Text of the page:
Tomorrow, the Scottish Government will be launching its latest campaign, the ‘Nice Way Code’ and we have to say we’re disappointed. Research shows that the most effective means to reduce road deaths are changes to the road environment and lower speeds. Education campaigns, especially where not backed up by visible enforcement, do very little. Spending nearly £500,000 asking drivers, cyclists and pedestrians all to be nicer to one another offers poor value for money on its own. Coming on top of the Scottish government’s last education campaign ‘Give me Cycle Space’, which did little to reassure parents that their children would be safe on Scotland’s roads, this “words rather than actions” approach demonstrates the government’s lack of commitment to saving the lives of cyclists and other vulnerable road users. It is particularly urgent in light of five years of rising cycling deaths, with nine cyclists already killed in 2013; the same total as the whole of 2012 with five months of the year still to go. In 2009 the total was just four.
Sally Hinchcliffe, one of the organisers of POP, commented
While we don’t disagree that behaviour needs to improve between road users, simply asking us all to be nice to one another without backing it up with real changes and enforcement is a waste of taxpayers’ money. Most drivers don’t set out to harm anyone, whether they’re cyclists or not. It’s the way our roads are designed and policed that put drivers and people on bikes into conflict. We’d rather see that money spent on cutting speeds, or improving known accident black spots. It’s a drop in the ocean, but it would be a start.’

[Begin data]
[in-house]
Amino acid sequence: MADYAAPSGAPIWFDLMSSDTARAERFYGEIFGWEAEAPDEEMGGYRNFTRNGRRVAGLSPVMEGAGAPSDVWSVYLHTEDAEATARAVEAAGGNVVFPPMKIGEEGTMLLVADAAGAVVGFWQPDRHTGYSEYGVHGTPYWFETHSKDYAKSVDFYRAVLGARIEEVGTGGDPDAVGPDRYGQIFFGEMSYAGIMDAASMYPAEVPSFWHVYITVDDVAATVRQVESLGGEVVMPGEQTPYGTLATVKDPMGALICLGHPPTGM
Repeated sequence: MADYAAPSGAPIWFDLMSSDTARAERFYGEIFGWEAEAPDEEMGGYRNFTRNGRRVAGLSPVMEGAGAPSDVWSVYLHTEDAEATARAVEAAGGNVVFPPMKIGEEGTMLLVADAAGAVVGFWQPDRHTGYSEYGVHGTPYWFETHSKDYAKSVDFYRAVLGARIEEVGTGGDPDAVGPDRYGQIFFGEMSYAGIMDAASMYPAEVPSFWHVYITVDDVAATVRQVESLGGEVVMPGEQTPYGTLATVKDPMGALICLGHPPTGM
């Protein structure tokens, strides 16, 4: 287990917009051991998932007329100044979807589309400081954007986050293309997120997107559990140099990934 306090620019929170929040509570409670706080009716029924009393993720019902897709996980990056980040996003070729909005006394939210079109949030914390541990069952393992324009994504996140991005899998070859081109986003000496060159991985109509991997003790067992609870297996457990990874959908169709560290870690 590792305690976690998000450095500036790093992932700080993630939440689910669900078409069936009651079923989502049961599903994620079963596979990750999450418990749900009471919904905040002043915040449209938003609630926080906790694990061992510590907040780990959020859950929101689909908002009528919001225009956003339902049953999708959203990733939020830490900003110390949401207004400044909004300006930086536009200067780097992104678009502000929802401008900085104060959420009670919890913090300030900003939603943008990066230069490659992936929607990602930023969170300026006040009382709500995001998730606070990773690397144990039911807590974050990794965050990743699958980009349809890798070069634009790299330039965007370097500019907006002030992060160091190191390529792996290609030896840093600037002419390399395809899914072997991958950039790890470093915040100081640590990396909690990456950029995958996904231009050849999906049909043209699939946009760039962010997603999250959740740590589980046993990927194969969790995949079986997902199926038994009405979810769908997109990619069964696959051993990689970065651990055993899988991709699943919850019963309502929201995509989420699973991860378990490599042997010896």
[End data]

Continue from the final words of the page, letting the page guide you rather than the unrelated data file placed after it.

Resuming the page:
David Brennan, another of the POP organisers added, ‘
The government is keen to encourage more people on their bikes, and yet they are putting no effort into making the roads safer for these prospective new cyclists. I know of no country in the world where cycling has become safer and more common place through advertising alone. There are however, many examples of countries with excellent road safety records for all road users where they have invested in cycling infrastructure. With the government pushing on with a number of very expensive road projects with billion pound price tags, is it too much to ask for £100m a year to be spent on saving cyclists lives and on investing in a healthier more environmentally friendly Scotland?’